Monday, February 16, 2009

Clydesdale on the March

In runner slang, a Clydesdale is a big guy (or girl) that runs, usually over 200 pounds for men.

Like their namesake, Clydesdales are known neither for their speed nor their stamina. Accelerating a 200 lb. mass is much more difficult than a 130 lb. body, and the constant lifting and dropping of so much weight is notoriously bad for joints. This puts most Clydesdales, including yours truly, in the mid-range category, neither sprinters nor long-distance runners. You find us most often doing 10k (6.2 mile) runs or half marathons (13.1 miles), I'm rather addicted to the latter.

Nonetheless, I've gone off and signed up for a full marathon. Seattle, in June. It's just so painful looking at the map of a full marathon and then signing up for just half of it, this time I failed. There is still a great chance that I'll wimp out and just run the half, but for now, I'm scheduled to run the full.

A bit of positive news, I ran the Austin half yesterday and, for the second year in a row, got a new PR (personal record) there. This year I finished in 1:46:08, cutting a full 2 minutes off of last year's time. That I keep getting PRs there doesn't make much sense since Austin is all hills and that usually makes a race quite a bit slower. I do love hills, that could be part of it, or maybe I'm just stronger than usual this time of year.

I have 3 more halfs scheduled for this season as well as the full marathon in June, so time should tell.

Remaining schedule:
  • College Station Half- March 1
  • Big D (Dallas) Half - April 5
  • Nashville Half - April 25
  • Seattle Marathon - June 27

Thursday, February 5, 2009

Thoughts on a strike

Most people can point to a time when they were very young and say "that's where everything changed". Not that it really did, we just didn't understand hard times back then, a little bit of growing up changed all that. Rose-colored glasses are handed out for free your first few years of life.

My glasses were taken away when I was 6 years old. My dad went on strike with PATCO and was summarily fired two days later along with over 11,000 other air traffic controllers. Add in the worst recession since WWII and the natural progression of things quickly led to repossession of our house, lots of fighting, some binge-drinking (not on my part), and divorce of my parents. My first introduction to conservative policies (in this case strike-breaking) was not a pleasant one.

After that strike, all of those 11k workers were permanently banned from government employment. A good old fashioned blacklisting, but this one was legal because the president did it.

All of this because they wanted to work less hours. Something that most would consider reasonable for a person in a high-stress job that had many lives depending on them staying focused. At the time it was not uncommon for an air traffic controller to work a 60-hour week.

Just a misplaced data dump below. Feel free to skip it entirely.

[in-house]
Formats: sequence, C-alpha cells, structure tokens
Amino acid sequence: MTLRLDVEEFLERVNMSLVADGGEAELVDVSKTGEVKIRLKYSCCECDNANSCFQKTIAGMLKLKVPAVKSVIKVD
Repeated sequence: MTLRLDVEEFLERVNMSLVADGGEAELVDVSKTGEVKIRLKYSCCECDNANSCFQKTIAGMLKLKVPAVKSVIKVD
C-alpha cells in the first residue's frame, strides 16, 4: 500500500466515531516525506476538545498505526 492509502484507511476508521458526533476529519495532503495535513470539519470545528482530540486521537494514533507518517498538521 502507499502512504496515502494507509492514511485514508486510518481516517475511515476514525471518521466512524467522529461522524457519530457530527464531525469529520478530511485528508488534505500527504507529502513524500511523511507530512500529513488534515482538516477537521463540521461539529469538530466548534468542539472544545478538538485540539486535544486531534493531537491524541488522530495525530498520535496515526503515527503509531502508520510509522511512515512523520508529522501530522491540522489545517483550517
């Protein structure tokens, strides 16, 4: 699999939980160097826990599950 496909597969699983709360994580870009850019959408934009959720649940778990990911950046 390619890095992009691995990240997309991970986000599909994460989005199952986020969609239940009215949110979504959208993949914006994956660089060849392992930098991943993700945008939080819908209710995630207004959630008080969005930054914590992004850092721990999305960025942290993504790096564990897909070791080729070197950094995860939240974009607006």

For real.

These are the people responsible for the safety of several thousand people an hour (at a slow period), and they worked more hours than a Chinese launderer. I remember my dad leaving for days on end when they had staff shortages, he would sleep at the tower as he'd only have a few hours between shifts.

And this isn't a job that affords itself to lots of bullshitting around the water cooler. These are traffic cops staring at a screen or out a window, talking to people miles away from them, that are moving at 290 miles an hour, and trying to keep them from touching each other.

An article on the strike I ran into recently summed up the ridiculousness of the FAA in just a few words
In June [1981], the FAA made its final offer of a $2500 pay increase, a 15% increase in pay for night work, and a guaranteed thirty-minute lunch period.
They were even going to let the controllers eat lunch, that FAA is quite the generous bunch. I can't see why the union turned them down...

Wednesday, February 4, 2009

Arguing just to argue

The current stimulus bill is chock full of wasteful spending according to the GOP. Which is actually wasteful?

According to CNN some of these include:
  • $600 million to buy hybrid vehicles for federal employees.
The car companies are doing fine, why would we want to give them any business?
  • A $246 million tax break for Hollywood movie producers to buy motion picture film.
The film industry (as in camera film) has been dying slowly over the past decade, turns out everyone is going to digital cameras. Nonetheless, a lot of people are still employed in the field, and this is not a particularly good time for it to go under.
  • $400 million for the Centers for Disease Control to screen and prevent STD's.
WTF? Preventing STD's is wasteful?
  • $100 million for reducing the hazard of lead-based paint.
  • $88 million for renovating the headquarters of the Public Health Service.
  • $412 million for CDC buildings and property.
  • $500 million for building and repairing National Institutes of Health facilities in Bethesda, Maryland.
  • $75 million for "smoking cessation activities."
  • $25 million for tribal alcohol and substance abuse reduction.